Kirk Michael reviews ‘The Risen’

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One always roots for the Romans – in any film they bring law, organization and always-chic claret-caped costumes. In “Risen,” set in A.D. 33 Jerusalem, they quickly prove themselves efficient at taking down crucifixes, wielding wrenches like a NASCAR pit crew and tossing heretics into open graves like so many spent tires.

Clavius (Joseph Fiennes, who’s apparently spent the 20 years since “Shakespeare in Love” lifting weights in anonymity) is a soldier who dodges rebel arrows with a twitch of his neck. After a victory over the rabble, the bloodied centurion is called back to base and fusses to Pontius Pilate (Peter Firth), “I am yet still sticky with filth.” Pilate explains Clavius’s heathen-killing abroad is on temporary hold and he must now oversee the crucifixion and burial of the Nazarene Yeshua (Cliff Curtis), a powerful prophet better known by another name these days.

Clavius does a fine job of seeing Yeshua crucified but – spoiler alert – he doesn’t stay buried. We are, however, left with the sobering thought that, if the Romans had posted a more thoroughgoing guard at Christ’s tomb, we might still be under the rule of Caesar.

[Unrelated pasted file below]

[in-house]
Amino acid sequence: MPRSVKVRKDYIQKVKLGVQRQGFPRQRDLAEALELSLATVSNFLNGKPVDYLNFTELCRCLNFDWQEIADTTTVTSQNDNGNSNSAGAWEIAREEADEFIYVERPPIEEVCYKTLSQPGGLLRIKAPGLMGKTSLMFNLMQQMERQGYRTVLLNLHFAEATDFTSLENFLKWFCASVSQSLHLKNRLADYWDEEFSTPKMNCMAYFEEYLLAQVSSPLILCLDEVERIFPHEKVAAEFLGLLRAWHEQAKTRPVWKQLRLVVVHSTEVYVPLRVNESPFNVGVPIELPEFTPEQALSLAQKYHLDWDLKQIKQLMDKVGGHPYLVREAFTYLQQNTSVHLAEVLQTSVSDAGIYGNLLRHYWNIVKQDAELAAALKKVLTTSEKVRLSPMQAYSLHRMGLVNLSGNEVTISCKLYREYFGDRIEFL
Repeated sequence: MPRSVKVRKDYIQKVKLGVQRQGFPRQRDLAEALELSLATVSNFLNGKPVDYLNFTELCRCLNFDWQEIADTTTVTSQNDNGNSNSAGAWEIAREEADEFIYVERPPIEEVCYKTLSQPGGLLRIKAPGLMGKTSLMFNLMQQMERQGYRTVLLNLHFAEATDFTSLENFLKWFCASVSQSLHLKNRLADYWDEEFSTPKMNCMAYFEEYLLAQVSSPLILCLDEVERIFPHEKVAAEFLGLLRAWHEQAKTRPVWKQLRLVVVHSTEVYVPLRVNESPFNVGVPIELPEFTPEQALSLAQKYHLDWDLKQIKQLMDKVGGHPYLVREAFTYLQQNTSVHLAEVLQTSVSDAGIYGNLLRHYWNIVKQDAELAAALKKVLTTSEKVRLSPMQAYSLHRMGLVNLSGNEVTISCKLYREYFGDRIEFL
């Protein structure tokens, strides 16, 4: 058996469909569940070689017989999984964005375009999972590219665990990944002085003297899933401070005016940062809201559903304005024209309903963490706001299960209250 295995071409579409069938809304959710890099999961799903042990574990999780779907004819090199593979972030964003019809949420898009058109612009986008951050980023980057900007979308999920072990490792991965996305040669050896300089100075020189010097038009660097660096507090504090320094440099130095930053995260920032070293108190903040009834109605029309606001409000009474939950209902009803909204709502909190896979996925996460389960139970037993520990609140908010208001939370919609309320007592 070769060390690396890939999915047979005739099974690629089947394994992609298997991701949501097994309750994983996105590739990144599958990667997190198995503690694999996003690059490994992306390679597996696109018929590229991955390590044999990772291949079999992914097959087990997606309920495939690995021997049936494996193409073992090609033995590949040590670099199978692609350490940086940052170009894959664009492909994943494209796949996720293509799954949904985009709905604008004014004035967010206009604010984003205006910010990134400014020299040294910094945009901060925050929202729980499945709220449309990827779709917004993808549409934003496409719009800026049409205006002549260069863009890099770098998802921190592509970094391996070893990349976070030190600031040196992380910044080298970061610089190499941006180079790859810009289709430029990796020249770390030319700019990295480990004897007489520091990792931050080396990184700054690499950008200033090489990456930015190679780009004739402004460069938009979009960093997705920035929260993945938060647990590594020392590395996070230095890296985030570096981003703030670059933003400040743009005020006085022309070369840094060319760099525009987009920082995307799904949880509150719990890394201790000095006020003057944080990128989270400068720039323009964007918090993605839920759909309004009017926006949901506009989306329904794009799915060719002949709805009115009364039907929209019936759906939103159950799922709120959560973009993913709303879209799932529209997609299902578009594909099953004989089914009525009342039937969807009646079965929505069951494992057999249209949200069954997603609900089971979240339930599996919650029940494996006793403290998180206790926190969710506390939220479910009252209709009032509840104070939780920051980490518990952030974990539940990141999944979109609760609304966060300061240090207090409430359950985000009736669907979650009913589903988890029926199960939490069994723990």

To right his error, Clavius combs Jerusalem with a callow comrade, Lucius (Tom Felton). We know the future of Western civilization hinges upon their mission but, in the moment, the proceedings feel like a fair-to-middling episode of “Law & Order: Very Special Victims Unit.” The partners search high and low for the corpse of Yeshua – or the next best available bearded body with the marks of crucifixion. Happily for them, and for Pilate, there is no shortage of rotting carcasses.

The most enjoyable passages of the film are Clavius’s bad cop interviews with witnesses from the cult of Yeshua, who is succinctly described as the “crazy, poor, dead Jew.” While he’s grilling Mary Magdalene – “spare me the zealot babble!” – there is godlight pouring down from the window like an interrogation lamp.

Sadly, “Risen” director Kevin Reynolds (one word: “Waterworld”) switches the mood from adequate police procedural to beatific road picture. After seeing a miracle or two, Clavius turns rogue, helping the proto-Christians escape the Romans.

The cohort arrive at a great lake, where their adventures begin to resemble a rowdy Sigma Nu camping trip. After the miracle of the fishes, it feels like Bartholomew (Stephen Hagan) is perhaps blissed out on the finest Galilean hash rather than that fresh Judean air.

The brothers have a lot of fun until someone calls out, “Yeshua is gone!” As he leaves the earthly plane we’re left with a slightly empty feeling – for all of his healing powers he never took care of the weeping cut cleaving Clavius’s lips for the entire film.

“Risen” is showing at the Sonoma 9 Cinemas. Rated PG-13. Running time 1:47. Visit

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